In this paper, we propose a brain-actuated smart rehabilitation wheelchair that integrates automation and artificial intelligence technology to provide users with an easy-to-use and efficient solution for applications in daily life. As outlined in the Introduction section, several related systems have already been proposed. Table 6, compares our work with work by others. In this table, we have compared our system with those of others based on four factors, including mobility, functionality, dynamics and straightforward use. We used the star symbol ‘*’ to indicate that a system performs well for the corresponding index. The short line symbol ‘–’ indicates relatively weak performance for the corresponding indicator.
On one hand, mobility means the ability of the wheelchair to flexibly move in a complicated environment. The previous studies are based on the traditional wheel structure; however, for this type of wheelchair, the position adjustment of moving direction is only available along the wheel direction. To improve the flexibility of the system, the omnidirectional chassis was introduced as the base of the wheelchair. It ensures efficient operation in minor position adjustments, especially position adjustments not along the wheel direction. For example, in our system, passing through a door and picking up a bottle commonly require accurate position adjustment, and since the omnidirectional chassis is equipped, the position adjustment is straightforward. For traditional wheel structure-based wheelchairs, minor position adjustments not in the wheel direction are time consuming and may exhaust the user. On the other hand, mobility also means the reachable range of the wheelchair. We have stated that the pure wheelchair system can only move in a free or an enclosed space, however, the potential users of the BCI system are severely disabled people. This means that navigating to a broader space requires the help of others. In our system, a lightweight robotic arm is introduced into the system, and due to its capability to open doors or operate elevator buttons, the reachable range of the system is extended.
With the introduction of the robotic arm, our system became a human-like structure with analogue legs and hands. Thus, with proper joint control of these two components, the capability of the system is much enriched. In fact, as we have stated that a specific purpose is commonly associated with the navigation task, our system provides users a complete mobile solution, as our system is capable of dealing with navigation-subsequent tasks.
Compared to systems relying on pre-determined goals [20,21,22] in the environment, our system is based on object detection technology that interprets the environment without relying on special environments. Therefore, our system is capable of accommodating different environments. The tests in this study were performed in two different places, and in each test environment, the objects in the environment were randomly placed without special consideration. The results revealed that this system works normally and effectively. In addition, our system is also able to operate with dynamic objects, because image tracking technology is employed. During the test, attending to the walking “guest” is to test the ability of the system to cope with dynamic objects. The test results indicated that the system is able to track a low speed moving object, although tracking performance is limited by the camera’s resolution and the wheelchair’s velocity (objects moving too fast easily exceed the view-sight of the camera, which causes tracking failure). In fact, the system is not a truly dynamic one; during the target selection, the index number of the targets should not vary, because the target selection relies on the mapping relationship between the stimuli’s index and the target’s index. Keeping the index number of targets constant may rely on multiple object image tracking technology, however this is another major concept in the computer vision domain. Additionally, even though Iturrate et al.’s system  can work in different environments, it still cannot deal with dynamic objects since the ‘goal’ (defined by a set of grids) of their system is virtual destination without actual meaning.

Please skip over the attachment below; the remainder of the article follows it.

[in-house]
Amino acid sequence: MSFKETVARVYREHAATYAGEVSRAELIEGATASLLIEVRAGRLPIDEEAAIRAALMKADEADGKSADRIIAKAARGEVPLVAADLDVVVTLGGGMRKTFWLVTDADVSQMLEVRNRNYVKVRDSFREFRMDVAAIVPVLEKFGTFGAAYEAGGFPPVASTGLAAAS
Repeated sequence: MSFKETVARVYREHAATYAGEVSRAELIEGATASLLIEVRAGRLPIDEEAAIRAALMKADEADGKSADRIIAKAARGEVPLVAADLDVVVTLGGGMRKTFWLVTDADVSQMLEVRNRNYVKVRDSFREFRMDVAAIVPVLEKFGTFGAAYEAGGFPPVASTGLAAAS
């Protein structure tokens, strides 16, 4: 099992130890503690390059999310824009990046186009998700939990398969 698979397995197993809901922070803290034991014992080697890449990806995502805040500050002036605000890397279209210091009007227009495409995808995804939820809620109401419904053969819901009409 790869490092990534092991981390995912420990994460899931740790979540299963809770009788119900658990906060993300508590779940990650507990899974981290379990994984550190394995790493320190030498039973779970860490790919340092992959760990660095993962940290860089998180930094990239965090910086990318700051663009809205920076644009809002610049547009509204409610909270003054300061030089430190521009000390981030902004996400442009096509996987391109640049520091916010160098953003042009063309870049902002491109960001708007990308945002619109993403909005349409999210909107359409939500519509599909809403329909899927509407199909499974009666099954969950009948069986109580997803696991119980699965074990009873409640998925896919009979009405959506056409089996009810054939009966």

In Iturrate et al’s.  system, they view all the detected objects (using a planar laser scanner) as obstacles to be eliminated in the map; however, we think this approach is not in high accordance with real conditions. The goals of their system are defined by a polar grid. To achieve one target usually requires multiple steps. In contrast to their work, we and Rebsamen , Zhang , and Lopes  employed the target-driven idea that to navigate the wheelchair to the destination, the user only needs to choose a desired goal or select a direction closest to the goal. Thus, the usage of the system is intuitive and user friendly. Beyond navigating somebody from place A to place B, our system tries to understand the real intent of the user by considering the attributes of the target, the user’s behaviour and state, and the context. In other words, our system can intelligently provide a proper solution that can satisfy the user’s requirement. In addition, our system is further able to predict the most likely selected target by the user and therefore further improve the efficiency of the system. We designed rules to assign a priority to each object; for example, a person has a higher priority than a chair, and closer objects are assigned higher priorities. The objects are sorted by priority, and the objects sorted lower than sixth are ignored (for this reason, we defined only six items in the P300 BCI). The object with highest priority is selected by default. Thus, if the default object fits the user’s intent, the user can directly issue a validation command without engaging in the selection process. However, to fully test the system, this rule was not applied during the test. In summary, with our system, the user needs only to perform a few commands to achieve his goal, and the system is friendly and efficient.